Sol brings depth, aesthetic

Caleb Bolin
Contributing Writer

Sol looks off into the distance on the cover of the “Eyes Open” EP. Photo from
Sol looks off into the distance on the cover of the “Eyes Open” EP, released in 2013.
Photo from

Rap isn’t always deep. Some songs focus on the beat. Some songs focus on money, drugs, sex or other things. Seattle based Sol Moravia-Rosenberg, better known as Sol, gives meaning to rap.

Sol’s 2013 song “Old Him,” one song from his EP “Eyes Open,” touches on the more pressing issues facing humanity.

“Old Him” opens with a piano and teleports the listener to some unnamed country: “8,000 miles from home…still I hold it down for my folk, surrounded by nothing but brown skin, nothing but love from the village to the township.”

In his opening lines, Sol sets the tone and the loving atmosphere in Africa, where he visited on a University of Washington Fellowship.

The song takes a turn in tone. Lines like, “Sometimes tears flow quicker than the river; smiles get thinner, mouths don’t get dinner, and somehow we build houses even bigger,” and “Back home my homie bought a Cadillac; out here that’s cash enough to bring the dead back,” contrast the gross wealth and greed in Western civilization and the lack of bare essentials in Third World countries.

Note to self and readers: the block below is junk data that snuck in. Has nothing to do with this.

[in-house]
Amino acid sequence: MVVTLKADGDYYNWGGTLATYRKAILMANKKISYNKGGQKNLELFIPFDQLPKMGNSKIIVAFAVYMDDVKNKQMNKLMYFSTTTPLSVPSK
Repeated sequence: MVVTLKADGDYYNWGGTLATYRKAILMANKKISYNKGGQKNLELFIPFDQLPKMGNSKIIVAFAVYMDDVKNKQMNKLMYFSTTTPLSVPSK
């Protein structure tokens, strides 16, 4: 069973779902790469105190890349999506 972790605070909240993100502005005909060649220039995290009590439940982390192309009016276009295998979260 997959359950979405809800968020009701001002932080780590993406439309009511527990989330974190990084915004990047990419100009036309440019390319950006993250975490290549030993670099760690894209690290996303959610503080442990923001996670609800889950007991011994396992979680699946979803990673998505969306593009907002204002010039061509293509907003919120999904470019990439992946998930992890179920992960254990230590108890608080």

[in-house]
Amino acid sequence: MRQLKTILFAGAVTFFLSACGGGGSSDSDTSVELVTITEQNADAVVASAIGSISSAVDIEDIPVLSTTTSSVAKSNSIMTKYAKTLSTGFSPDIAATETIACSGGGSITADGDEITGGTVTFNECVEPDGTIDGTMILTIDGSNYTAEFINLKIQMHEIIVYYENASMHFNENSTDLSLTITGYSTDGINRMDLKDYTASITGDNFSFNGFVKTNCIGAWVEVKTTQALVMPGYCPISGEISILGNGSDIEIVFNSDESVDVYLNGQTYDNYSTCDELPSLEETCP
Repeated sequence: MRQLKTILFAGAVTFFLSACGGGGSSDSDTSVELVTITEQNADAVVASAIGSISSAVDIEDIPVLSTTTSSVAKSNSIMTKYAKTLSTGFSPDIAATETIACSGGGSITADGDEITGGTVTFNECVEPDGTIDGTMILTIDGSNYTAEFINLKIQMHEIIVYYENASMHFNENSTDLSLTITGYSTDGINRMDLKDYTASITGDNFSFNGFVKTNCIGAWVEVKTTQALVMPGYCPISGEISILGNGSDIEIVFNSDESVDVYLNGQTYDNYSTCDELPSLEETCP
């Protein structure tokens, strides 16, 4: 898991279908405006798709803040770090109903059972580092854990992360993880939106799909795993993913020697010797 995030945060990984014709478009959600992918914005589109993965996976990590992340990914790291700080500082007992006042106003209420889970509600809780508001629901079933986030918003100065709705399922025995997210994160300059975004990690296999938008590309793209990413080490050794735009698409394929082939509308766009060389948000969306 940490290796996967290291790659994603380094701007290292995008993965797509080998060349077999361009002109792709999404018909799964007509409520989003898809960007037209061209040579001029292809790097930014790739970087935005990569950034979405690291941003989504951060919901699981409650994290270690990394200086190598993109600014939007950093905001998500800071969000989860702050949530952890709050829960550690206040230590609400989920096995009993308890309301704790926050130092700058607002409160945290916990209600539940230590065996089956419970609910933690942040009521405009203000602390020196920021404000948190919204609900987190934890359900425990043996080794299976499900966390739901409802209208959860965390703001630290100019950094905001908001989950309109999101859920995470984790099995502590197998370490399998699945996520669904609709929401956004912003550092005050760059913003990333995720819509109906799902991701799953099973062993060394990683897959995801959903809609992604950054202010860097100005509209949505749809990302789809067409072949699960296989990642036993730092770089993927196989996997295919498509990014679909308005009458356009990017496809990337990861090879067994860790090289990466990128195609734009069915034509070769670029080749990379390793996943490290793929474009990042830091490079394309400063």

“Old Him” and the other songs on the “Eyes Open” EP reflect on existential problems, problems with greed, love, hate and other issues common to people. Sol manages to do this all while smoothly delivering his lines and points. Words flow over the beats, which more often than not are dance worthy.

Sol’s EP is not only memorable because it is catchy; the lyrics and experiences mentioned are relatable, and for those that aren’t, the imagery is vivid enough to make them so.

The EP is also generously priced at $7.99 on iTunes for 10 songs, which includes two bonus tracks.

All in all, “Eyes Open” and the songs included in the EP, like “Old Him,” are a great purchase, and the content enlightens and enchants. Sol’s latest album, “The Headspace Traveler,” dropped on March 4.

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